Portal:Telecom, Media and Intellectual Property Policy (U.S.)

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The Telecom, Media and Intellectual Property Policy (U.S.) Portal

The articles on telecom, media and intellectual property policy in this portal cover the congressional and regulatory debates about issues including copyright, trademark and patent law, Internet governance, telecommunications and wireless regulation, Net neutrality, broadband availability, cable television, media ownership and funding for public broadcasting.

New! On July 24, 2007, Sen. Dick Durbin (D-Ill.) announced his plan to write national broadband strategy legislation online. This effort dovetails well with Congresspedia's efforts to collect knowledge about telecom, media and intellectual property. Read here about Durbin's project. If you'd like to contribute to those articles, or any others that need work, check the things you can do box below.

See also bills tagged with "telecommunication", "communications" and "intellectual property" at OpenCongress.org.

This portal and its associated articles are part of Well Connected on SourceWatch, a joint project of the Center for Public Integrity and the Center for Media and Democracy. Reporters with the Well Connected Project are working with the wiki's citizen editors to expand, improve and update the articles in this portal and those on telecom and media companies. See the working group page for more details about how you can contribute to the portal.


In the news

  • Sen. Sam Brownback (R-Kan.) made plans on Jul. 12 to introduce legislation to require that violent television programming be shown only after 10 p.m..
  • Attorney General Alberto Gonzales proposed the Intellectual Property Protection Act of 2007 to Congress May 14. The legislation would increase penalties for copyright infringement, provide law enforcement with greater power to prevent internet piracy, and criminalize attempted copyright infringement.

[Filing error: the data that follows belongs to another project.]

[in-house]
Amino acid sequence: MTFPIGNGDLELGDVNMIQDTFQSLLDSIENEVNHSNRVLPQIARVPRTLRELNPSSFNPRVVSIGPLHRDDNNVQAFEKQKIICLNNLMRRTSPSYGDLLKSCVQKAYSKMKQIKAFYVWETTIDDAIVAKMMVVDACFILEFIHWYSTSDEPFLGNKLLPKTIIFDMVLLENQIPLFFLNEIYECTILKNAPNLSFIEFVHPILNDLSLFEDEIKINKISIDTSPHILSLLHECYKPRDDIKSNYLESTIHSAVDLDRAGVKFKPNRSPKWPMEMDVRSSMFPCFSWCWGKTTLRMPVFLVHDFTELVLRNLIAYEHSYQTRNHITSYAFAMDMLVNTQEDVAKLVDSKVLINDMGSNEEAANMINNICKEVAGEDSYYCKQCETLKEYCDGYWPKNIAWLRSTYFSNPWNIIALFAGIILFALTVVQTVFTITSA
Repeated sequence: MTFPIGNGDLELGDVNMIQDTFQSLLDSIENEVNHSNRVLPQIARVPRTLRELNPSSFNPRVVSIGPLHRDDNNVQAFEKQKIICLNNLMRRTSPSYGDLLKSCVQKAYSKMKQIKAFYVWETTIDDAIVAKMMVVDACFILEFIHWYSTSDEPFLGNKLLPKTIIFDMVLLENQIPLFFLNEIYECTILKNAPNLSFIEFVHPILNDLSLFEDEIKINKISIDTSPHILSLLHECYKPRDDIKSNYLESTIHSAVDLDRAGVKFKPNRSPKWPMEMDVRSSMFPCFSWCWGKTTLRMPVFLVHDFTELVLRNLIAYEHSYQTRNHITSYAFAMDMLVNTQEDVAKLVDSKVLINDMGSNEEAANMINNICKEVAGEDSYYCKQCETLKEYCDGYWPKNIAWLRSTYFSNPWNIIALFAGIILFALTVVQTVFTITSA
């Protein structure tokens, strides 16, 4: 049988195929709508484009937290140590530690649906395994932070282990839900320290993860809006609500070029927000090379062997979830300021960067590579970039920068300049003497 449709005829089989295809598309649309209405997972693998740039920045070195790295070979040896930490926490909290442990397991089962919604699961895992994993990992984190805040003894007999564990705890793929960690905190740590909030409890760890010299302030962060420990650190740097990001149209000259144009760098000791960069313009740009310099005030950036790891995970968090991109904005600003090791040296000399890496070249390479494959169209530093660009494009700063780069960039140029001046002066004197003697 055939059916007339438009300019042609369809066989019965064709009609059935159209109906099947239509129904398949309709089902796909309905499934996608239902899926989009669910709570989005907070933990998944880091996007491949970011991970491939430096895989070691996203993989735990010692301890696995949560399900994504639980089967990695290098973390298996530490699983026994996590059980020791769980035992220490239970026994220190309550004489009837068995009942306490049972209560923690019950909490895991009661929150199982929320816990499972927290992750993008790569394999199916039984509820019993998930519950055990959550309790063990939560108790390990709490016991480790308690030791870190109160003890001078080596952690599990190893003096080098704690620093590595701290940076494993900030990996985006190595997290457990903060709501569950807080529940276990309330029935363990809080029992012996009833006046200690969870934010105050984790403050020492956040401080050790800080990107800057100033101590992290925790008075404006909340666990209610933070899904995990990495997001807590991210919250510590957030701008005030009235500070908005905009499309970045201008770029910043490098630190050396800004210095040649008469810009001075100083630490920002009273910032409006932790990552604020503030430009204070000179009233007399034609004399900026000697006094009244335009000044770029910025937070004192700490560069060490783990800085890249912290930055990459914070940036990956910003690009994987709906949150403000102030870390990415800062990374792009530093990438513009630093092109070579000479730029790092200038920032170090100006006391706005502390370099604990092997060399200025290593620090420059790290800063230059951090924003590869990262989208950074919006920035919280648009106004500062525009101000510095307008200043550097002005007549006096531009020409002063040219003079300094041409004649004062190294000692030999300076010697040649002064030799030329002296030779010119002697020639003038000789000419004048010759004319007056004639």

• Rep. Rick Boucher (D-Va.) introduced the FAIR USE Act of 2007, which would allow individuals seeking to make fair use of movies and songs the ability to crack digital locks for non-infringing purposes, on Feb. 27.
  • Sen. Dianne Feinstein (D-Calif.) introduced the PERFORM Act on Jan. 25, which sought to protect the music industry from piracy by limiting the ability to record digital radio broadcasts.
  • Rep. Lamar Smith (R-Texas) introduced the Copyright Modernization Act of 2006 on Sept. 12, 2006, which would provide for licensing of digital delivery of musical works and create stricter orphan works laws.
  • The House passed the COPE Act which would give the FCC the authority to prohibit discrimination and enforce network neutrality on June 8, 2006.
  • Sen. Olympia Snowe (R-Maine) introduced the Internet Freedom Preservation Act On May 19, 2006, which would prohibit internet service providers from interfering with the ability of any person to use broadband service in a lawful manner.
  • Rep. Mike Ferguson (R-N.J.) introduced The Audio Broadcast Licensing Act of 2006 on March 2, 2006, which would authorize the FCC to mandate copy-prevention technology in digital and satellite audio receivers as well as download services in order to protect content owners from piracy.
  • Rep. Zoe Lofgren (D-Calif.) introduced the Public Domain Enhancement Act, which would have required any register of copyrights to pay a $1 fee every year to maintain the copyright, on May 15, 2005.

Things you can do

Here are some Open Tasks (how to use and add to this list) :

This portal and its articles are maintained and expanded by a group of citizen journalists. Join the Telecom, Media and Intellectual Property Policy (U.S.) Working Group!


Articles related to this portal

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